Large Eddy Simulation (LES) has emerged as a highly accurate computational tool in the field of wind engineering. Nevertheless, the extensive computational requirements associated with LES pose a significant challenge compared to RANS models. In this study, we propose several methodologies to mitigate the computational expense of LES while maintaining its precision.

Through our investigation, we demonstrate that incorporating the wall-adapting eddy viscosity (WALE) subgrid-scale (SGS) model within LES leads to a notable reduction in computational time while preserving a minimal level of error. Additionally, when aiming for a comparable level of precision, both Detached Eddy Simulation (DES) and Delayed Detached Eddy Simulation (DDES) hybrid models exhibit substantial computational cost reductions relative to LES, particularly when utilizing the dynamic one-equation eddy-viscosity SGS model.

By exploring these alternative modeling approaches, our research contributes to advancing the efficiency and accuracy of computational wind engineering, offering valuable insights for practical applications in the field.

CFD has emerged as a valuable tool for investigating and mitigating the Urban Heat Island (UHI) phenomenon, which has gained global attention due to the proliferation of urbanized areas. This research focuses on the impact of altering geometrical canyons on wind flow patterns and air temperatures, key factors governing the UHI phenomenon. Through comprehensive CFD simulations encompassing various urban building configurations, we explore the effects of spacing ratio, shape, and other pertinent factors on wind velocity within the canyon. Our study reveals that employing larger y+ values, exceeding recommendations from existing literature, still yield accurate results for velocity and temperature dynamics around buildings. Notably, step-up building configurations substantially enhance canyon wind speed. Furthermore, our findings demonstrate an inverse relationship between building spacing ratio and average canyon temperatures, indicating that higher spacing ratios result in lower temperatures within the canyon. This research deepens our understanding of the intricate relationship between geometrical canyon alterations, wind flow patterns, and air temperatures, shedding light on potential strategies to mitigate the UHI phenomenon in urban environments.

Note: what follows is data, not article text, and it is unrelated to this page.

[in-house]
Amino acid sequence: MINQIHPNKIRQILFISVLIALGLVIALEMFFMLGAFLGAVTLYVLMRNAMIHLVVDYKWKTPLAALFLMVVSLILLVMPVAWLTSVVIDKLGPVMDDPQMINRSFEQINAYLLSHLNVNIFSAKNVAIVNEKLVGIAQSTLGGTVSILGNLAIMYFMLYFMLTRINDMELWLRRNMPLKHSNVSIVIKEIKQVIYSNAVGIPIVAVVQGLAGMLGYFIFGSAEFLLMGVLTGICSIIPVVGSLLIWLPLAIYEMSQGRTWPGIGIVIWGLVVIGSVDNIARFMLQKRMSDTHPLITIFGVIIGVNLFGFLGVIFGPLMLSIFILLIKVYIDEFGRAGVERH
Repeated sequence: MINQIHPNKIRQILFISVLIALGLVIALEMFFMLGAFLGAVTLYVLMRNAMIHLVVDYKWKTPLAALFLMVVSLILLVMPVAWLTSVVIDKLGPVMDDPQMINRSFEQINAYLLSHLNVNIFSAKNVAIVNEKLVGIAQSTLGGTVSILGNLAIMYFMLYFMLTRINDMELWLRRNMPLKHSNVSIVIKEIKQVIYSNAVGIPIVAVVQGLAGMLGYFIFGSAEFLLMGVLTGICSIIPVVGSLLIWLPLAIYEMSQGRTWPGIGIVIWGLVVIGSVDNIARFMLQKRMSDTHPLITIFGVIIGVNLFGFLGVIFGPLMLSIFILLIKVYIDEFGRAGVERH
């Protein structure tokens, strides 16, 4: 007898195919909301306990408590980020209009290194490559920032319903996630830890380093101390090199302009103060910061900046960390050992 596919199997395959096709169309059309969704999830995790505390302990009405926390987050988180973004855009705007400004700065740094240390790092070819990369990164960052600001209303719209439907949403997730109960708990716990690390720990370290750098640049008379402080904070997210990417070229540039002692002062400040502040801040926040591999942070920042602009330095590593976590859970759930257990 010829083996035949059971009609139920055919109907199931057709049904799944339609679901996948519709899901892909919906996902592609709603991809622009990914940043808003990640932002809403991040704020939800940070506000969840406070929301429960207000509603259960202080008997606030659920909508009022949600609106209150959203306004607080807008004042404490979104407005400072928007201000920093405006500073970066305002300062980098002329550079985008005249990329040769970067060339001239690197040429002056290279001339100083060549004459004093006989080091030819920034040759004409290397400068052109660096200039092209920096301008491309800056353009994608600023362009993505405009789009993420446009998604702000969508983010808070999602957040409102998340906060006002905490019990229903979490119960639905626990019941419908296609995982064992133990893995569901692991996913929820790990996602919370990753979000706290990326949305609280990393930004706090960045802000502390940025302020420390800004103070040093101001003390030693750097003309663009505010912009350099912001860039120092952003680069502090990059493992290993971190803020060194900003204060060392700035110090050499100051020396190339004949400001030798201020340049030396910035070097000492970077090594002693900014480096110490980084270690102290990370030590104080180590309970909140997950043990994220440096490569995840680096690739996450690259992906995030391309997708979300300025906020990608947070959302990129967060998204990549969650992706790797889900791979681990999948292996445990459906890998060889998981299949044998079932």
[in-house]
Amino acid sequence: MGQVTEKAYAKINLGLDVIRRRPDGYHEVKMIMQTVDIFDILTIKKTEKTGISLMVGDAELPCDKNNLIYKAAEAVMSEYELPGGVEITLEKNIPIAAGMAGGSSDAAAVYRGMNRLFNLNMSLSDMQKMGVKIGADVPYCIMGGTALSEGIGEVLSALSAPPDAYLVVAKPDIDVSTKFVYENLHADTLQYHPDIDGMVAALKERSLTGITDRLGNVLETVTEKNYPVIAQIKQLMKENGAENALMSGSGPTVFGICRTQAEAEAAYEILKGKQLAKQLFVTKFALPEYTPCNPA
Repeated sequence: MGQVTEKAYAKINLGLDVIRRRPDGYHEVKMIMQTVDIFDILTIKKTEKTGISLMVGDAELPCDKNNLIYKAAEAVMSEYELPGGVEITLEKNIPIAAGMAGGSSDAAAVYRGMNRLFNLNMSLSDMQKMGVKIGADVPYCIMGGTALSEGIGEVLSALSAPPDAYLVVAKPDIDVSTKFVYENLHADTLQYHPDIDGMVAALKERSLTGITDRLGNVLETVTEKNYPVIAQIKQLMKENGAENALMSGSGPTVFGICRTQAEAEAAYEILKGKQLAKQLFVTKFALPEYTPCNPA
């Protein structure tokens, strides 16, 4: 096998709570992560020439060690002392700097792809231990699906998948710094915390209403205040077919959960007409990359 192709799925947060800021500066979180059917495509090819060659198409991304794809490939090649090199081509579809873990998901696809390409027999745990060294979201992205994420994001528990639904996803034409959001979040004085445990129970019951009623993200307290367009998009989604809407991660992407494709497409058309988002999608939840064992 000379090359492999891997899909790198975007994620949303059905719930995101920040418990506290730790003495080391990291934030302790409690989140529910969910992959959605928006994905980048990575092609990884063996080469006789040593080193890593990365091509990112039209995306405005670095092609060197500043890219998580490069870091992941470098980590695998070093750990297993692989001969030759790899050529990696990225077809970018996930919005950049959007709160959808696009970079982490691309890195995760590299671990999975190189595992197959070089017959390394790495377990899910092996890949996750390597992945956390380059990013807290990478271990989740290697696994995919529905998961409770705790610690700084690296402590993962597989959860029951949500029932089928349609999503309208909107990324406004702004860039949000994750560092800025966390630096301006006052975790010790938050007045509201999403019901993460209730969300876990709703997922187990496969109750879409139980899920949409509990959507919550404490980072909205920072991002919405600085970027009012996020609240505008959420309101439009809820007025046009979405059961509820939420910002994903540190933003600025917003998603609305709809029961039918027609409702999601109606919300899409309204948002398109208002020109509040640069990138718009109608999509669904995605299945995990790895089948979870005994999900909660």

In the realm of hydraulic engineering, CFD plays a crucial role in understanding scouring mechanisms and mitigating their impact on various structures exposed to flood conditions, including bridges and offshore wind turbines. This study investigates the optimization of pier design to effectively mitigate scour. We propose employing CFD simulations using LES and RANS to study bridge scour. The LES simulations focus specifically on local scour-induced effects and are compared with findings obtained from RANS simulations. Additionally, two countermeasures, namely delta vanes and plate footings, are modeled to alleviate scour around piers. Our results demonstrate the effective reduction of shear stress by both countermeasures. Notably, a combination of delta vanes and plate footings emerges as a promising solution to reduce upstream and downstream bed shear stress. This study emphasizes the significance of comprehensive investigations into bridge scour and the imperative for effective countermeasures to safeguard critical infrastructure against scour-related damage or potential collapse. The recommended countermeasures hold substantial promise for reducing construction and maintenance costs while enhancing the longevity of infrastructure.

Selected Publications